I WAS driving along the M62 in West Yorkshire the other day and passed a sign in a field.
The End of the World is Nigh, it warned. Now where had I heard that before?
It made me wonder what sort of crank, presumably double parked the other side of obsessive compulsive disorder, posts such placards?
What do they hope to achieve other than a pile-up as distracted drivers ponder their mortality?
Having seen a lorry blown over in 70 mph gusts minutes earlier – the cab straddling the central reservation, the container careering across two carriageways and leaking diesel – I’d already been given sufficient pause for thought, thank you.
It was one of those what if moments – when suddenly being made to hang around a hotel, having checked out half an hour earlier, for my mum to feed biscuits to the resident chaffinches, became a stroke of luck, blessing some might say.
Minutes earlier we might have been in the path of that jack-knifing lorry – and waiting for one of those six police cars, one fire engine, two ambulances and recovery truck to extricate us from the mess.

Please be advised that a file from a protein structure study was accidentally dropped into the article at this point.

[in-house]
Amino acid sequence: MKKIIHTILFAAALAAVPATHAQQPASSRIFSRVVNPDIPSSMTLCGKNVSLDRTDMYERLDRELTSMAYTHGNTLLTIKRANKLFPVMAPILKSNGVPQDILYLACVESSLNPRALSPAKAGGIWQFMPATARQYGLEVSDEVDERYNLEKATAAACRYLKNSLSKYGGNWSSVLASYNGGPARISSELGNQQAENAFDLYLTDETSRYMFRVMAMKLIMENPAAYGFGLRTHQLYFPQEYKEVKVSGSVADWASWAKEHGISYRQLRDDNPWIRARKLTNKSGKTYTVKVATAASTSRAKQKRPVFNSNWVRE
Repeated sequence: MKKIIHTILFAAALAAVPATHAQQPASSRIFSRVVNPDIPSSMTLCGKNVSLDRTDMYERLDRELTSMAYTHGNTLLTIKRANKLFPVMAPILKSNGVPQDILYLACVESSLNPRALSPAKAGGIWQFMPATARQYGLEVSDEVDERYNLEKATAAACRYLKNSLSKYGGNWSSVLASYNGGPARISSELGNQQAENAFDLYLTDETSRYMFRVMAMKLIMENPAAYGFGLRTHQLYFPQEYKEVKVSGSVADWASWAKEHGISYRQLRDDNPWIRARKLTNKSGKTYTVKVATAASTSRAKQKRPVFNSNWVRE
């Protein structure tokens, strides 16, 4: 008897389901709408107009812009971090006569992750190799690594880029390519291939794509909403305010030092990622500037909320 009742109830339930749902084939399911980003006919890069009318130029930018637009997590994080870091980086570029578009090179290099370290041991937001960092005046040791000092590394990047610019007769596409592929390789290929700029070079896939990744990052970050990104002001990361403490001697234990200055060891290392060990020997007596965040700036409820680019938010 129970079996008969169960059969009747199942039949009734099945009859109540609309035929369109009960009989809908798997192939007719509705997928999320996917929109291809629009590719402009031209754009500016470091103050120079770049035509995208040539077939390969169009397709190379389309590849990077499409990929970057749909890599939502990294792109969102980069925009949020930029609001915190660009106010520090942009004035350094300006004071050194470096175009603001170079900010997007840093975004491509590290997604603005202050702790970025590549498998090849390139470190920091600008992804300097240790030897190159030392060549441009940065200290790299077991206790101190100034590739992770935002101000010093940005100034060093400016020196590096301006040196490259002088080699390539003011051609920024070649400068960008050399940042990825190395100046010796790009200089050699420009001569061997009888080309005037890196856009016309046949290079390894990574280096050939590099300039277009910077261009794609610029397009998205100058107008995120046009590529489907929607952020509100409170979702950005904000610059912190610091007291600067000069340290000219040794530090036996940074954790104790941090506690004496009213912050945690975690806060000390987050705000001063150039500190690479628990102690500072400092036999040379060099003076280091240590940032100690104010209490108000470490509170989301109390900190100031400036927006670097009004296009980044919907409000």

There but for the grace of digestive biscuits and importunate beaks go we. That’s how life’s cookie crumbles.
It’s all a question of timing. Take American evangelist Harold Camping’s warning the world was going to end last Saturday.
Harold appears to be the Carry On Camping of apocalyptic harbingers. He exaggerates, as Mark Twain might put it, reports of our collective death.
He first hit on September 6, 1994 as Doomsday, which was remarkable only for a rather unconvincing kiss between Michael Jackson and his missus Lisa Marie (Presley) at the MTV awards. Admittedly, it was pretty chilling.
Undeterred, Harold wound up his Armageddon alarm clock anew, set it to the ultimate in Mean time, and reissued his warning for May 21 this year. Last Saturday. The day before Blackpool FC lost to Manchester United and crashed out of the Premiership. The end of the world as some know it.
Now he’s come up with October 21 for the new End of Days, when believers (if not of all faiths) will be “Raptured”, taken off to heaven, ash clouds permitting, while folk like me endure earthquakes and calamities and a period of intense persecution known as the Coalition – sorry, The Tribulation. That’s before we get beheaded – even if we convert on the spot.
In an unfortunate choice of phrase, Harold concedes “we don’t always hit the nail on the head the first time.” Come off the cross, Harold, we need the wood! Still, looking on the bright side of life, Harold will now need to muster the energy to blow out all 90 candles on his birthday cake inferno in July.
Armageddon out of here... just not via the motorway.